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Why NASA's Spectacular Image of the Earth is So Disturbing

NASA's amazing high definition update of its infamous "Blue Marble" photograph of Earth is disturbing not for what can be seen, but for what cannot.
February 10, 2012, 10am PST | Jonathan Nettler | @nettsj
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The striking photo, which is already one of the most viewed images of all time on Flickr, allows us to discern how much the planet has changed over the last forty years -- a metamorphosis which is largely attributable to climate change.

"As Jeff Masters, the web's most widely read meteorologist, explains, 'The US and Canada are virtually snow-free and cloud-free, which is extremely rare for a January day. The lack of snow in the mountains of the Western US is particularly unusual. I doubt one could find a January day this cloud-free with so little snow on the ground throughout the entire satellite record, going back to the early 1960s.' In fact, it's likely that the week that photo was taken will prove 'the driest first week in recorded US history.'"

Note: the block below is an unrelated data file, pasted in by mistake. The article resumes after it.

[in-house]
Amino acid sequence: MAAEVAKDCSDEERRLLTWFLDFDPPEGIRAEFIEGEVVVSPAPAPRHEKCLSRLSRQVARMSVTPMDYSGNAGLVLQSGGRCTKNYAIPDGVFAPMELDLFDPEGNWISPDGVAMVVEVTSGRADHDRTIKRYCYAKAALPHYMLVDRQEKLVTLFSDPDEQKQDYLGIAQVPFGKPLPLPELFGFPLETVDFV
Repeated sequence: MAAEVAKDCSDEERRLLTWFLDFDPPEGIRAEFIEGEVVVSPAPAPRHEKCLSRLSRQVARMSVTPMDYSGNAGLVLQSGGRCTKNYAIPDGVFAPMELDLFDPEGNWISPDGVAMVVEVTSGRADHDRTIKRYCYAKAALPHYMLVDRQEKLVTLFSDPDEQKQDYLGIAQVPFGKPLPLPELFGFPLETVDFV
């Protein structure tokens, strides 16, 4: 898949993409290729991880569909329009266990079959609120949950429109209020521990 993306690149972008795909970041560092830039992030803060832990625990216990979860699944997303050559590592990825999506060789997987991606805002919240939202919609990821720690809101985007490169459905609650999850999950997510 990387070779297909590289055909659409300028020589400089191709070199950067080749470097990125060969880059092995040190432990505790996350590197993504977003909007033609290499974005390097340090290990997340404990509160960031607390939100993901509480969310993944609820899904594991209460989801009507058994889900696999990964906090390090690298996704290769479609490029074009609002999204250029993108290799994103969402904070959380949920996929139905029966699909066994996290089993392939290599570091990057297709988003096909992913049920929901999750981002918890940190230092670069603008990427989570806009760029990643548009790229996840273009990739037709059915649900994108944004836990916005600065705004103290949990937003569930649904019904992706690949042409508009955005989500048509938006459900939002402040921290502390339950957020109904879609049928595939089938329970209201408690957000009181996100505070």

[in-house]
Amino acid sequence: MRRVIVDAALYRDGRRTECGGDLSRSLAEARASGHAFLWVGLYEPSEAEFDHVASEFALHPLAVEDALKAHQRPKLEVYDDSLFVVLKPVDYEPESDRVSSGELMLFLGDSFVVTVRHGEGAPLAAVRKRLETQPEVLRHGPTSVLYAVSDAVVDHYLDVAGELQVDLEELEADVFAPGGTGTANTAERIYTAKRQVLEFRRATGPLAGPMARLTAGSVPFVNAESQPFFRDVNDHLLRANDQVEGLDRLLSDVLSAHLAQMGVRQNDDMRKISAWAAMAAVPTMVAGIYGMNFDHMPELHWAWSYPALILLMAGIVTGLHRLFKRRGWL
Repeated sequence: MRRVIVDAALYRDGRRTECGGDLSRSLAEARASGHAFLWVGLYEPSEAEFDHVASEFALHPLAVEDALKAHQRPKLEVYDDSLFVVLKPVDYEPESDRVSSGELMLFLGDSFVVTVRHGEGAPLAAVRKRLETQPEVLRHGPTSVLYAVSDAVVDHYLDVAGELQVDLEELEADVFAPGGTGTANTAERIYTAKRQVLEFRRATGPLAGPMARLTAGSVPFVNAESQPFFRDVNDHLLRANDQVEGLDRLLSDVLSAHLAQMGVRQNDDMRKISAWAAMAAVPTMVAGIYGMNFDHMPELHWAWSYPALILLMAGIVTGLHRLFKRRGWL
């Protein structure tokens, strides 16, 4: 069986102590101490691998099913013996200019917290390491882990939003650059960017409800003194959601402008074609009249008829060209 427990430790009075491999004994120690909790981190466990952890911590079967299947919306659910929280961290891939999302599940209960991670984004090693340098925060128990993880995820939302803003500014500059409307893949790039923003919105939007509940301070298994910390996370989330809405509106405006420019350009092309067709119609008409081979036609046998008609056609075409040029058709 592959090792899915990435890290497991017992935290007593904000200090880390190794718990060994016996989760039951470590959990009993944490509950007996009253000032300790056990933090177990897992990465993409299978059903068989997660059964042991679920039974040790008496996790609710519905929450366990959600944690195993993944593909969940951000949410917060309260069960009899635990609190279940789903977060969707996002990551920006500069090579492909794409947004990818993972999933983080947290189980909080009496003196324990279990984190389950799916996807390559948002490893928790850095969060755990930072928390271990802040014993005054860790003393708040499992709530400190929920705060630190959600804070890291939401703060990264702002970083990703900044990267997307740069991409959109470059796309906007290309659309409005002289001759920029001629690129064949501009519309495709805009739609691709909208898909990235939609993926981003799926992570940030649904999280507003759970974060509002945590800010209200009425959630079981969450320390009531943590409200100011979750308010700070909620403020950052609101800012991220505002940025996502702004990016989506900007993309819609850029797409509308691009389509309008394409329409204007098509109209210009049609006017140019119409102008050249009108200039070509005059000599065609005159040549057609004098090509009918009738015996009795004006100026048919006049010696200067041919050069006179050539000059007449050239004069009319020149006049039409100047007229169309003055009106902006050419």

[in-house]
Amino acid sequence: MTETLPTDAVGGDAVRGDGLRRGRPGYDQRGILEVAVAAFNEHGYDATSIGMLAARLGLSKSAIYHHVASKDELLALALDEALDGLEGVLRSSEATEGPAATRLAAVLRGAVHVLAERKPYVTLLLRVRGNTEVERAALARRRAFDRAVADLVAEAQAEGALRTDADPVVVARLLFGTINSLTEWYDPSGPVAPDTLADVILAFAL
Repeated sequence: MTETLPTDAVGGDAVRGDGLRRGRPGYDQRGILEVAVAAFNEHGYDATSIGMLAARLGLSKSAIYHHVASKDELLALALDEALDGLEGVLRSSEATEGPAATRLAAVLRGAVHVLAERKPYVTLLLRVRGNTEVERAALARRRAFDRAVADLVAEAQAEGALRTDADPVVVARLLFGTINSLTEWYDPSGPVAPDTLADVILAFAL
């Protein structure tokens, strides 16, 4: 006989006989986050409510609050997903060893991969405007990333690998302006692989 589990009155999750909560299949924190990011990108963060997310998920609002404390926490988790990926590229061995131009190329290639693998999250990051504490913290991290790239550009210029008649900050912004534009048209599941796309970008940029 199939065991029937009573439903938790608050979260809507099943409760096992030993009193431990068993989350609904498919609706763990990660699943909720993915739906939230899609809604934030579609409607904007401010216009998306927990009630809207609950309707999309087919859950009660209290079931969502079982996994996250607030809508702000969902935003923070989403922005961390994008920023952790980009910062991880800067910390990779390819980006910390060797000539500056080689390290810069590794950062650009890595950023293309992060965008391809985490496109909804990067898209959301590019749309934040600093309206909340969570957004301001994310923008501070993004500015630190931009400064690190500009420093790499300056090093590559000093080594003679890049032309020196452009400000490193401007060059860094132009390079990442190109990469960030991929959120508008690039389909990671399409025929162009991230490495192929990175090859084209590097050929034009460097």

In light of such startling visual evidence, backing up the reams of scientific evidence, Bill McKibben asks why our leaders fail to wholeheartedly acknowledge the need to address climate change. He discerns this to the the crux:

"If we spew 565 gigatons more carbon into the atmosphere, we'll quite possibly go right past that reddest of red lines. But the oil companies, private and state-owned, have current reserves on the books equivalent to 2,795 gigatons-five times more than we can ever safely burn. It has to stay in the ground," and the oil companies would have to forgo $20 trillion worth of those reserves.

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Published on Wednesday, February 8, 2012 in Mother Jones
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